"SF's office has a very progressive view of prosecution, focusing on public safety, focusing on the breadth and meaning of public safety," Donahue said. "Sometimes the retributive is appropriate, but I wanted to work as a prosecutor because of that [public safety oriented] approach to prosecution. The office fits my values of what a prosecutor should do."

Donahue, who was hired about a year and a half ago while George Gascón was the district attorney, said he was initially assigned to the misdemeanor division, where he began to address issues in the Castro. He then joined Boudin's LGBTQ+ advisory board.

Gay District 8 Supervisor Rafael Mandelman said that "we've been getting to know him [Donahue] a little bit."

"We look forward to working with him," Mandelman told the B.A.R. "We are hopeful we will work together on addressing property crime and folks on the street who get into trouble and need help."

One of the perennial complaints during Castro Merchants meetings that have featured Boudin as a guest is a dearth of communication from the district attorney's office to crime victims. This, Donahue said, he would deal with.

"One of the things is that people who are the victims of crime feel they are shouting into the void," Donahue said. "It's important to address this."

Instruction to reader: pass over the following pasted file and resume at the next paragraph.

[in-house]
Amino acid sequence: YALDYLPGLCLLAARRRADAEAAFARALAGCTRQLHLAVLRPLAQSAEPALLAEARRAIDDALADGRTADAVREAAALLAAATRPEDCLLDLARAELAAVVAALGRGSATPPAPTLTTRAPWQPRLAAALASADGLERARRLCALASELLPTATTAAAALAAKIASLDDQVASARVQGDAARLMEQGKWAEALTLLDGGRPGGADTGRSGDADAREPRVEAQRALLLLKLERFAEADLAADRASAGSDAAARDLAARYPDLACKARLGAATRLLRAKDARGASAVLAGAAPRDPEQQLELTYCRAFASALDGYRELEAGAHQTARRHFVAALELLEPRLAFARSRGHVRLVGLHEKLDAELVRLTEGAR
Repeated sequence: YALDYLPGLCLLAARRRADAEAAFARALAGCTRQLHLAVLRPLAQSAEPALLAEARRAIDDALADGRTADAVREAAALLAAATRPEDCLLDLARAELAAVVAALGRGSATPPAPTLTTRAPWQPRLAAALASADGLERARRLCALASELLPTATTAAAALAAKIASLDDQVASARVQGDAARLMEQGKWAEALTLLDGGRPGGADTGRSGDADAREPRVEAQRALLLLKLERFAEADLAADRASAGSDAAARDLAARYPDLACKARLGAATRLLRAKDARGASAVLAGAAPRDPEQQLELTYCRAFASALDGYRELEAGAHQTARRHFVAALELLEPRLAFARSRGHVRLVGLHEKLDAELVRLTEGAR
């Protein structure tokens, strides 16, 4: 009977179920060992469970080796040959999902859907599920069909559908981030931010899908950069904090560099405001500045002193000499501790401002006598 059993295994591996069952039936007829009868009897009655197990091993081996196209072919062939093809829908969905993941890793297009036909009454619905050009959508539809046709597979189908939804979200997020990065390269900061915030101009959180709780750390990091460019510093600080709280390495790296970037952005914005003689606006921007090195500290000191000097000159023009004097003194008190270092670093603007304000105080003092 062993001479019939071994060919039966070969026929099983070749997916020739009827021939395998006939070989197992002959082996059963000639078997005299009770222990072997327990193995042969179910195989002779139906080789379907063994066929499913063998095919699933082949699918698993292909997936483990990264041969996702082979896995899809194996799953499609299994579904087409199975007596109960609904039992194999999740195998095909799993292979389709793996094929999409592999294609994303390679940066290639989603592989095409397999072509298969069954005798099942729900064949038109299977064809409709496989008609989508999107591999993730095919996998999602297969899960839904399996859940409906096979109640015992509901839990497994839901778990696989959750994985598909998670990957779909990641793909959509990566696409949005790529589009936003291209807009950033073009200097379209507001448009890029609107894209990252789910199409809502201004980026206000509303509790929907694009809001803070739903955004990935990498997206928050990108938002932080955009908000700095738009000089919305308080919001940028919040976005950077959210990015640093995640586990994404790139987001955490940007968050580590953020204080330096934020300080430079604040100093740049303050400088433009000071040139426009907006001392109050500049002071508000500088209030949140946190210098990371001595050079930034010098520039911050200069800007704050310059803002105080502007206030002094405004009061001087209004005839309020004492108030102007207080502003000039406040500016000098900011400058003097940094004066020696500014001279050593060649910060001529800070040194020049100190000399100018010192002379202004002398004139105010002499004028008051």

Donahue added that the DA's office is just one part of a larger continuum, or "pie," of entities whose duty it is to address citizen concerns.

"We don't have the entire pie, we have a slice," Donahue said. "Everyone has a slice of the pie, and how do all those people come together to craft solutions in public safety? Certainly our office can be a contributor to solutions that make people safer. How can we be more responsive? That's one of my roles, for sure."

Lack of communication is a constituent concern with the office that goes back decades, DA spokesperson Alex Bastian pointed out, adding that it has improved in recent years and that the victim services office works hard.

Bastian added that the victim services office can be reached at (628) 652-4100, or at victimservices@sfgov.org. Its office hours are Monday through Friday, 9 a.m. to 4 p.m.

Donahue was recently moved from the misdemeanors unit to the domestic violence unit.

"I guess the number one thing in my role as District 8 liaison is coming up with proactive approaches," Donahue said.

Kaylah Williams, a bisexual woman who is the co-president of the Harvey Milk LGBTQ Democratic Club, said she is excited for more liaisons to be appointed.

"I can't speak on behalf of the Milk club, but as Chesa's [Boudin] former campaign manager, I'm very excited to see that," Williams said. "One reason for that is because his platform was based on radical changes to the justice system to make it more equitable and each district has its own needs, its own special needs, to be addressed. This is a great way to make sure the DA's office is hearing every person in San Francisco. It's very good."

Donahue's salary is $129,168 per year, according to the district attorney's office.